However, there are a few drawbacks. Sometimes we would start off strong, our characters full of vim and vigor, everyone role-playing their part to their fullest, only to drop off a few sessions in. Nilgar, our dwarven sorcerer, started the campaign whining about the quality of food and searching for opportunities to mention that his father owned a chain of smithies all throughout Neverwinter. Five sessions later, the player was reduced to saying “Firebolt,” “I roll to bluff,” or “I have darkvision,” leaving the majority of the role-playing behind. Uragh, our half-orc bard, and Silfaine, our elven ranger went through similar downgrades. By session six, it began to feel less like we were playing D&D and more like we were playing a text-to-speech version of Zork. Now, it was a very nice version of Zork. With maps, custom campaigns, a nice narrator, and an easier way to manage inventory. But even the best version of that game is not the same as D&D.

Zork: The Great Underground Empire is a text adventure RPG released in 1977 for MSDOS

In-Person Play

In-person play is always going to be a time sink. You have to decide who’s going to host the session, figure out when everyone is going to be there (factoring in traffic), get some minis, sort out the food situation, and maybe start playing after about two hours of prep time because Harry forgot the fold-out table and Jenny wanted to show off her new character sheet she plans on using for the next campaign.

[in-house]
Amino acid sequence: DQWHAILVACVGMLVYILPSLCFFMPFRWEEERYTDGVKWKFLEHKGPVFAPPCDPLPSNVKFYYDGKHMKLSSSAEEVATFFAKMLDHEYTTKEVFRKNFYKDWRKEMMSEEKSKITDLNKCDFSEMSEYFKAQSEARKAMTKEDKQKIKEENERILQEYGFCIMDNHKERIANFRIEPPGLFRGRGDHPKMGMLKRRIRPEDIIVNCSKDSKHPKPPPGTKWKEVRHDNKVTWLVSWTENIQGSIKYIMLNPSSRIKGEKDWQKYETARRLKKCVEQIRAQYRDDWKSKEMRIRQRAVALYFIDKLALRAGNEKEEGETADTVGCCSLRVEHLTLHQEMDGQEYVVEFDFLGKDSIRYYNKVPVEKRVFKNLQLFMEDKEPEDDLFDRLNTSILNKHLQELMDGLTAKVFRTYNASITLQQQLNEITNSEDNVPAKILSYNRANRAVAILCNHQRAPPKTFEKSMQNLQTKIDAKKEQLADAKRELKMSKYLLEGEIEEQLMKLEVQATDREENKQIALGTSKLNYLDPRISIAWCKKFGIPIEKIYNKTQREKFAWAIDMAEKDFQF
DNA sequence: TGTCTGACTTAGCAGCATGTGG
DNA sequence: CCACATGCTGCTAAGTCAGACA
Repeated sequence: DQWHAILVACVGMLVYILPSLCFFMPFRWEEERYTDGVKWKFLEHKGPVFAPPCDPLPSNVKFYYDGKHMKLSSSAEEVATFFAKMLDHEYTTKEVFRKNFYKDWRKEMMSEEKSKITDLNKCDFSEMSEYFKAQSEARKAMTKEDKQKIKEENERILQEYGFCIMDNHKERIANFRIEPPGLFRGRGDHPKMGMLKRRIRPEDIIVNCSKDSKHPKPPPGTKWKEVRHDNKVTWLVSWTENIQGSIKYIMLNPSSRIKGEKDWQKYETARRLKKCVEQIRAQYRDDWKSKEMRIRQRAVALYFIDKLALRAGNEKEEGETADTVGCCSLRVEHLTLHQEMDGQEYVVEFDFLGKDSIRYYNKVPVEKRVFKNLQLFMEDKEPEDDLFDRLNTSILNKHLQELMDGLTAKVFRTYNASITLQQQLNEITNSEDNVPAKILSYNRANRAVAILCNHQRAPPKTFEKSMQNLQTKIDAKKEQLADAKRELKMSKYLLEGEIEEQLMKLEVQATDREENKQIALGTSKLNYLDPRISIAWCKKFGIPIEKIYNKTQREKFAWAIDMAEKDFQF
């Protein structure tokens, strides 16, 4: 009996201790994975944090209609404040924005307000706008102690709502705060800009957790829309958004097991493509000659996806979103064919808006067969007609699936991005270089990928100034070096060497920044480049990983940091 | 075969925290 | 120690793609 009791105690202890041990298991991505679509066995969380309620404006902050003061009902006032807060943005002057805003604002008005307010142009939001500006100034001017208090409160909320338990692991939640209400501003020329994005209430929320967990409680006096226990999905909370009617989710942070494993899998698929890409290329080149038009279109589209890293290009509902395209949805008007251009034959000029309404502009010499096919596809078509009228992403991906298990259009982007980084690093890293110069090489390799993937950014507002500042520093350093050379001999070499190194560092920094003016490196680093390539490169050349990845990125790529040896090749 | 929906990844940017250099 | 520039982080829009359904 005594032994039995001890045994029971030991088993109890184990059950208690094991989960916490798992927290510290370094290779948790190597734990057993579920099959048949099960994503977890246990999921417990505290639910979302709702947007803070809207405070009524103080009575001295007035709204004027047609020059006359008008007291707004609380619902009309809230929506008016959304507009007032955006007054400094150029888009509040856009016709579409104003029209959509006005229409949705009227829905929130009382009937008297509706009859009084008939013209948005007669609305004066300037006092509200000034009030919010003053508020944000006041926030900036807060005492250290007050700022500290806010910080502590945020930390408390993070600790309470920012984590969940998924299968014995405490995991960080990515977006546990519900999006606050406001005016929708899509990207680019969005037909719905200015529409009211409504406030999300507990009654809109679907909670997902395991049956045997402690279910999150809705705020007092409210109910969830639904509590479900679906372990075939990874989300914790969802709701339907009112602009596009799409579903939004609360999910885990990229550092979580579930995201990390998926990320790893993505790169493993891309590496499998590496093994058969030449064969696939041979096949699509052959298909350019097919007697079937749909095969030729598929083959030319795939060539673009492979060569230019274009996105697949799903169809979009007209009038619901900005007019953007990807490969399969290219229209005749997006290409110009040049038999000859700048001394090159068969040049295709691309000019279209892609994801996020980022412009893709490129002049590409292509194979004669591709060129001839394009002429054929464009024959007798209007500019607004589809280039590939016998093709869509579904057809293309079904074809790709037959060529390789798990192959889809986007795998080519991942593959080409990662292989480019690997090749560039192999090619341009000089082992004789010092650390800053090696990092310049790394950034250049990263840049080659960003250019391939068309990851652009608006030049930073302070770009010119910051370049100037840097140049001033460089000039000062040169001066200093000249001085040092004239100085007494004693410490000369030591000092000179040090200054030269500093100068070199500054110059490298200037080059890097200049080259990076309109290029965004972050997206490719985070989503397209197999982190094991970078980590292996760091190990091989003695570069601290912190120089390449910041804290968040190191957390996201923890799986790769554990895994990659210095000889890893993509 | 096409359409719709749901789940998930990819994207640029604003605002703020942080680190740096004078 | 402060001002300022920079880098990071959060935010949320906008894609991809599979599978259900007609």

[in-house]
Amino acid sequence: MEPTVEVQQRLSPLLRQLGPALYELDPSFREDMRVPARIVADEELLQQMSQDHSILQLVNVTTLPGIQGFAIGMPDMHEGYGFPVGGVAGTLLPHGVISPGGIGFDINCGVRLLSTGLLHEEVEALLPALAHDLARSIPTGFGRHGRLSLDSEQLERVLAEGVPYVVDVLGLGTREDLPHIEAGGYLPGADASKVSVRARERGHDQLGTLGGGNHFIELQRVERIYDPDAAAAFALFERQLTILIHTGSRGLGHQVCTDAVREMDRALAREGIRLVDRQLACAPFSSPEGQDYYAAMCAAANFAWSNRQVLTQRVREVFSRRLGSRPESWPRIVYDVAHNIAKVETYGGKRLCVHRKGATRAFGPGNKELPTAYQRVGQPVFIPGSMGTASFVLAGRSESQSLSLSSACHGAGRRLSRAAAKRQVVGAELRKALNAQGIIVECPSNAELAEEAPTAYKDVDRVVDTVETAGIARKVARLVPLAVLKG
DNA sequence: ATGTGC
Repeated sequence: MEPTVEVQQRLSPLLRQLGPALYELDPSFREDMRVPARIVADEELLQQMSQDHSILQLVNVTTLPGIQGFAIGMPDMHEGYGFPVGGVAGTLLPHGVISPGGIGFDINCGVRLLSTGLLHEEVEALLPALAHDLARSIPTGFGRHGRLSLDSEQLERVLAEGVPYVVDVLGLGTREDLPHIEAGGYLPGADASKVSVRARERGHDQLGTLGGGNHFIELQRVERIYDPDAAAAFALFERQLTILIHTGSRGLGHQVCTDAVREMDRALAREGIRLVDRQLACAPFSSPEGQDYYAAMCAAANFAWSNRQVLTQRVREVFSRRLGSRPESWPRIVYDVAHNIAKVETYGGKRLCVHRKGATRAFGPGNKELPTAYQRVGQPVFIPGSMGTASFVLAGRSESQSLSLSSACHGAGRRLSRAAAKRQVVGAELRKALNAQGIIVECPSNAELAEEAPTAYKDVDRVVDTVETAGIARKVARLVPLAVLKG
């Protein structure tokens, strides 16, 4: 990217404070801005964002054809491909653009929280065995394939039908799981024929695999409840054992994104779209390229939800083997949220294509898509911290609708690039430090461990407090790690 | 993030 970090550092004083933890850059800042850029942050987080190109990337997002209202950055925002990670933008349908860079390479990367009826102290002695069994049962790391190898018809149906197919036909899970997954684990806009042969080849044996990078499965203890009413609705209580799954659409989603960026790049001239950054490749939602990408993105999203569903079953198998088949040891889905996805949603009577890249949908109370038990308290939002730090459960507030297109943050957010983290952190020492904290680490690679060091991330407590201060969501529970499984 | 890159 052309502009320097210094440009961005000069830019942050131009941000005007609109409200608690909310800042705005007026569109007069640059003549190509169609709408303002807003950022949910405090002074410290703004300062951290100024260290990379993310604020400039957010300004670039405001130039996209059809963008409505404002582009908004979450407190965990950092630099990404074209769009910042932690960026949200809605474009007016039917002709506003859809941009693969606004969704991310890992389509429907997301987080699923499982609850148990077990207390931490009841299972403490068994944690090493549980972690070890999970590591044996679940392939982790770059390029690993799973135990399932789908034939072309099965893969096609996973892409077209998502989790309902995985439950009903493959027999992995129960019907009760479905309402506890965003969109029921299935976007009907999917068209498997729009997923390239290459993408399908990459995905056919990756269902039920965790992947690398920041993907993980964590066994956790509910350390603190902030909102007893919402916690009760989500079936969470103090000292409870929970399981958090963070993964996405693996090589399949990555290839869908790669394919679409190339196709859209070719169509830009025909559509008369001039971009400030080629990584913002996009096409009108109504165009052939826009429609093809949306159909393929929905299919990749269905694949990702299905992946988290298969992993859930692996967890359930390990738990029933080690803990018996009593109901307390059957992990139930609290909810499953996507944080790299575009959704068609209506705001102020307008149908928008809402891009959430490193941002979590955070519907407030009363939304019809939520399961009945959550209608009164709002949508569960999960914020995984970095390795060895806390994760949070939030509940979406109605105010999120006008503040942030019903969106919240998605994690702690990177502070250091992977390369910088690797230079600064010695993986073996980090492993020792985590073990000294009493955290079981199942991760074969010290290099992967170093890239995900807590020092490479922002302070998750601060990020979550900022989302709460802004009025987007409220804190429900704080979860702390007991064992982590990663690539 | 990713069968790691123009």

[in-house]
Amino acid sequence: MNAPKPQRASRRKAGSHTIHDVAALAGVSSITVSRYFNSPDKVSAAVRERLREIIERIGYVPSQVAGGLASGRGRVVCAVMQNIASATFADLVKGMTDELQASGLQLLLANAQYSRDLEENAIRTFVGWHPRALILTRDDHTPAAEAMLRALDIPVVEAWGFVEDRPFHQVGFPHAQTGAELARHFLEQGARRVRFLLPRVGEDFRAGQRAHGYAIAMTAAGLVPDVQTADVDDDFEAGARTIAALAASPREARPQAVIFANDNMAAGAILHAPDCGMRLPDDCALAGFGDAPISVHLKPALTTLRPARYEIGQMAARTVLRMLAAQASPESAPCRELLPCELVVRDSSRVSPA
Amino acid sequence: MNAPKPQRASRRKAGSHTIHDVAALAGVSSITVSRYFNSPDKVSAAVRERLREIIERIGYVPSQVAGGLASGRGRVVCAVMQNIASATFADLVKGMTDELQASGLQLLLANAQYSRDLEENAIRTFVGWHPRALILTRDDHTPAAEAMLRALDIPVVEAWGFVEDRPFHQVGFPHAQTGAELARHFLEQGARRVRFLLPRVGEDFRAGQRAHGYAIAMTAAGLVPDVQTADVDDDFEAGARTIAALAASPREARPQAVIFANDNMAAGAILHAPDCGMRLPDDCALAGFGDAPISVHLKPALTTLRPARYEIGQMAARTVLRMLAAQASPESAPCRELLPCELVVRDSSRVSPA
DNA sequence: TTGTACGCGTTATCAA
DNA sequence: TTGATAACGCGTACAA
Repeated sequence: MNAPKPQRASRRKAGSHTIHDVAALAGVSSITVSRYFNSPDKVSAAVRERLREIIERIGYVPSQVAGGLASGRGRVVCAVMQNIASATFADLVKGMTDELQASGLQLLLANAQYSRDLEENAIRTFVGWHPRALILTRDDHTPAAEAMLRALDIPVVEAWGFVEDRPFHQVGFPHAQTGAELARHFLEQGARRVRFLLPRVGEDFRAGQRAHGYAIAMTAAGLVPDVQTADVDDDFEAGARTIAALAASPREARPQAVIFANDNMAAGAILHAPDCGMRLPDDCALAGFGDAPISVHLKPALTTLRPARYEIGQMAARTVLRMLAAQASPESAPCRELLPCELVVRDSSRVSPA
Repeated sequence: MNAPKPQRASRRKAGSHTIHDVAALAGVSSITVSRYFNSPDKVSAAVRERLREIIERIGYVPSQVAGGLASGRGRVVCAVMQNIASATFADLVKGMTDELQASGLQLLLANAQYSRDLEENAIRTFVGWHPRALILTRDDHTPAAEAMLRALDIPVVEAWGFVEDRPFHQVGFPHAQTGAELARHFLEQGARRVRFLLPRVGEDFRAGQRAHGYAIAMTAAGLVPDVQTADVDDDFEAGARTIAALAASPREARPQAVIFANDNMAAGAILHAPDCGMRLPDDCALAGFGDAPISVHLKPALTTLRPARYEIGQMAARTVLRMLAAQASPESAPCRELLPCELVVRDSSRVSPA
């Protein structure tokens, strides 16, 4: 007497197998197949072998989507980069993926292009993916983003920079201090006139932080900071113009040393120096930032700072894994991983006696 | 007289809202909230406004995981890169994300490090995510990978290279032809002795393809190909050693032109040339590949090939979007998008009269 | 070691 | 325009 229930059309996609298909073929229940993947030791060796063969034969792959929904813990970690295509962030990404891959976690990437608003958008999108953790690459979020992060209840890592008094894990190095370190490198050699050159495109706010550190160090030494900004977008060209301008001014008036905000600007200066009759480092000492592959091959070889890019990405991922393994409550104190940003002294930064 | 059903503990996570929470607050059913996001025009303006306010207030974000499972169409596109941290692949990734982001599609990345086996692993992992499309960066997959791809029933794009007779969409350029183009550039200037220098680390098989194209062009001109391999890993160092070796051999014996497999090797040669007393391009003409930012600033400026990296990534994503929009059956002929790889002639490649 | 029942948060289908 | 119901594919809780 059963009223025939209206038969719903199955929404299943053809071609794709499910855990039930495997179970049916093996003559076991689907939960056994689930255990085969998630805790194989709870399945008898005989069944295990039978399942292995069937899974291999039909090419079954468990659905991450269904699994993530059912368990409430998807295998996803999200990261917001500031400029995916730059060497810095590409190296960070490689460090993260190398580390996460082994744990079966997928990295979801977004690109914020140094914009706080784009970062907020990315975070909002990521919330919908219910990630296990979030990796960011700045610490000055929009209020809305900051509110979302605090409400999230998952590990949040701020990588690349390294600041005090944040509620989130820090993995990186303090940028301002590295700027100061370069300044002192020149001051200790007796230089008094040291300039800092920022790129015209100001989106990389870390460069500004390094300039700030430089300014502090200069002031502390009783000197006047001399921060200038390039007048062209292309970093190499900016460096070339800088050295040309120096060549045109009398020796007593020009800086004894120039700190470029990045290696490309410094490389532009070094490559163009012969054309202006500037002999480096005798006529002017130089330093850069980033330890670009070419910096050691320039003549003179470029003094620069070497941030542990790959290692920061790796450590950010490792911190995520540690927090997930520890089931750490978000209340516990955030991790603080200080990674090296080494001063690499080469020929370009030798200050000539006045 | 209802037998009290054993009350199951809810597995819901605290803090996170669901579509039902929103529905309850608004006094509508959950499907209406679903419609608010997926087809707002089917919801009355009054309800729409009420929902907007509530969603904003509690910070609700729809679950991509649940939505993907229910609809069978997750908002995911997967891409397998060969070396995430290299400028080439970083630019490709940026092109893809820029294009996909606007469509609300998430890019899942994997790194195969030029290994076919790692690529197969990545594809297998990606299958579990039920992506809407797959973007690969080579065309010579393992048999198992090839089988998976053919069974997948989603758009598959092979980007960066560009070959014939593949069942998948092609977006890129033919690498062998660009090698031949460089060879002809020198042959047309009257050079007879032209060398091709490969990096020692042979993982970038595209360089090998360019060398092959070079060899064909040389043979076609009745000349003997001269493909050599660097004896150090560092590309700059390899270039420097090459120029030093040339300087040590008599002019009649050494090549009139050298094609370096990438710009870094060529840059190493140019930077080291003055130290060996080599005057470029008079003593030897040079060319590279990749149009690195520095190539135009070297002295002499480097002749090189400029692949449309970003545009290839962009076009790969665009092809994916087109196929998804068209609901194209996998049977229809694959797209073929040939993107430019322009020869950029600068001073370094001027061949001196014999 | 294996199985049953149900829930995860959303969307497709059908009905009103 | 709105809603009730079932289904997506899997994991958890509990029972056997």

In spite of the negatives, I have never been more emotionally invested in a campaign than when playing in person. I won’t forget the look of shock and terror on everyone’s face when the Dungeon Master (DM) pulled out three mindflayer figures and plopped them onto the map at the end of a long dungeon crawl, or the hunched-over anticipation we shared when our wizard rolled a saving throw, or the palpable silence as our DM described the death of our favorite NPC. It’s partially because of the time it takes to set up that the emotional investment is greater. The extra seconds it takes to physically roll a d20 isn’t something you really think about, but it does improve the immersion. Pressing a button and receiving an instant result don’t really give you that same level of anticipation.